Making financial statement disclosures more relevant and less boilerplate is one of the IASB’s key focus areas. New proposals on applying materiality are the latest step in the Board’s disclosure initiative.
Too often, immaterial information either obscures or takes the place of information that would be useful to users of financial statements. The draft practice statement aims to clarify the materiality concept and provide practical guidance to help management apply it to financial statements.
“The proposals seek to drive behavioural change by empowering management to apply the concept of materiality when judging which disclosures are relevant to users and which are not. But it remains to be seen how effective they will be.”
Gabriela Kegalj, KPMG’s global IFRS presentation deputy leader
The new guidance complements– the first step in the disclosure initiative – which clarified that companies need not apply a specific disclosure requirement in IFRS if the related information is not material.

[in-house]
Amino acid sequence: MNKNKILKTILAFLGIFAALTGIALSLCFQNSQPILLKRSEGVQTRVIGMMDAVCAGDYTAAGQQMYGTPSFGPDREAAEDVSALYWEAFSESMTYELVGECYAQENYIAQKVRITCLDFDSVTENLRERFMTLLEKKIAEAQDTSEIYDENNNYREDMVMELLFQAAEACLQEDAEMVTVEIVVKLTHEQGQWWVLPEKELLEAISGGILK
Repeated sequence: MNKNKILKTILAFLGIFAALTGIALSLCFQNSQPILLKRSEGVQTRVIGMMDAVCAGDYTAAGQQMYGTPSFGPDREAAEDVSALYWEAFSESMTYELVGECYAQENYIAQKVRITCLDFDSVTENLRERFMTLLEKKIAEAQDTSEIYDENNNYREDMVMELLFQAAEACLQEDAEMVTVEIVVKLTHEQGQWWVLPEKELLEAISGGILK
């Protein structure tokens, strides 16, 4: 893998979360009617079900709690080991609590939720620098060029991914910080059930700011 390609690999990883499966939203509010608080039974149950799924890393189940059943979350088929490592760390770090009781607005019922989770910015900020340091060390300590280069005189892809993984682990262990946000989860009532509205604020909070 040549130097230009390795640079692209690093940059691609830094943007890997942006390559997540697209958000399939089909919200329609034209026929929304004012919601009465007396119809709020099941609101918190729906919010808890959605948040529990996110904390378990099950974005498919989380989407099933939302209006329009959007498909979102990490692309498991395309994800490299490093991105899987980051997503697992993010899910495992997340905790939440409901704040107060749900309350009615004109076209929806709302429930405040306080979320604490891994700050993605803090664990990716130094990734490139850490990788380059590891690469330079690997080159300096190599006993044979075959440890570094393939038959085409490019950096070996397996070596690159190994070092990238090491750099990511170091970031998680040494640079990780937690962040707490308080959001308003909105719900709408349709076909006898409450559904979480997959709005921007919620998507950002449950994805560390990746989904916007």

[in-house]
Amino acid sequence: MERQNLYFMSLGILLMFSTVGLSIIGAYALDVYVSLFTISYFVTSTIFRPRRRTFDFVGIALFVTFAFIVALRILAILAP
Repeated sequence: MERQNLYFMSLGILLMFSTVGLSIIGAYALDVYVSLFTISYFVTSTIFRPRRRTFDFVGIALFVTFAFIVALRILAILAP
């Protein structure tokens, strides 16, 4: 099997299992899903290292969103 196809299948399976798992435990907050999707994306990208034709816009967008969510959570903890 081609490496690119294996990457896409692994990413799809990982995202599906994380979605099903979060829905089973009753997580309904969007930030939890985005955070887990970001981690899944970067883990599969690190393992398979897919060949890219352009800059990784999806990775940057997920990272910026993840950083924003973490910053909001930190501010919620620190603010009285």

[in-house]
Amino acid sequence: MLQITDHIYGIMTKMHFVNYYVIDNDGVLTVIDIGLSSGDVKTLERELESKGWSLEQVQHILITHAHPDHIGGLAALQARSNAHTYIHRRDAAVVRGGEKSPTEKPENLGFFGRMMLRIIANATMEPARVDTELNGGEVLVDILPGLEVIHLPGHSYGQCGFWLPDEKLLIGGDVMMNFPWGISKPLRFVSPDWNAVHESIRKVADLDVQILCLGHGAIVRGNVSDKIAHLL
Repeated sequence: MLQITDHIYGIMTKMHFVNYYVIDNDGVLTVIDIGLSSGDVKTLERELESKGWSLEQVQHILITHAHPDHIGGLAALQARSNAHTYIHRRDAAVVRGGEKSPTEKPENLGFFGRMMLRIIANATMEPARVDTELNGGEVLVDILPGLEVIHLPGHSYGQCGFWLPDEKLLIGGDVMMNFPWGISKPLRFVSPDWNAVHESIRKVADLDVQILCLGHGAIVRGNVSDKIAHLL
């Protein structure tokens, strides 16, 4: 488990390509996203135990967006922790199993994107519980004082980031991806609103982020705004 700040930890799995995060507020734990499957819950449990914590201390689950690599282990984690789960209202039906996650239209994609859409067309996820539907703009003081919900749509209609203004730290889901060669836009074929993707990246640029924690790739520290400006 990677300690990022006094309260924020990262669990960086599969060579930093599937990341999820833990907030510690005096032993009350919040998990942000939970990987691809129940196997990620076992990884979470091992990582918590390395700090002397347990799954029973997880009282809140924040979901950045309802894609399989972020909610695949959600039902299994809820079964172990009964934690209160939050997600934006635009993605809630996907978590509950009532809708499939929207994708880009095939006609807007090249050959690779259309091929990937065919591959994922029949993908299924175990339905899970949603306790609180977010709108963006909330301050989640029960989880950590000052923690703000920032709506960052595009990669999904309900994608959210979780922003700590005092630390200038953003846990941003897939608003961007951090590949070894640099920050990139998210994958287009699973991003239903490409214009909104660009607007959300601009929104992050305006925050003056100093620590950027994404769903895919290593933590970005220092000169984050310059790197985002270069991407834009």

It also arrives at a time when capital market regulators are focusing more closely on the quality of financial statement disclosures.
Applying the concept of materiality enables management to sift information that is relevant to users of financial statements from information that is not.
However, management are often uncertain about how to apply the concept of materiality, and so defer to using the disclosure requirements within IFRS as a checklist.
Deciding what information is material is a matter of judgement – not a compliance exercise – and depends on a range of factors.
The proposed guidance should help management to become more confident in exercising their judgement. To be effective, they need to strike the right balance by providing relevant information that is specific to their circumstances.
The practice statement provides guidance on the key challenges encountered when applying the materiality concept.
|Tendency to focus on quantitative aspects||
|Deciding how to present or disclose information||
|Assessing whether omissions and misstatements of information are material||
As the guidance would be issued as a practice statement, application
would be voluntary unless specifically required in a jurisdiction.
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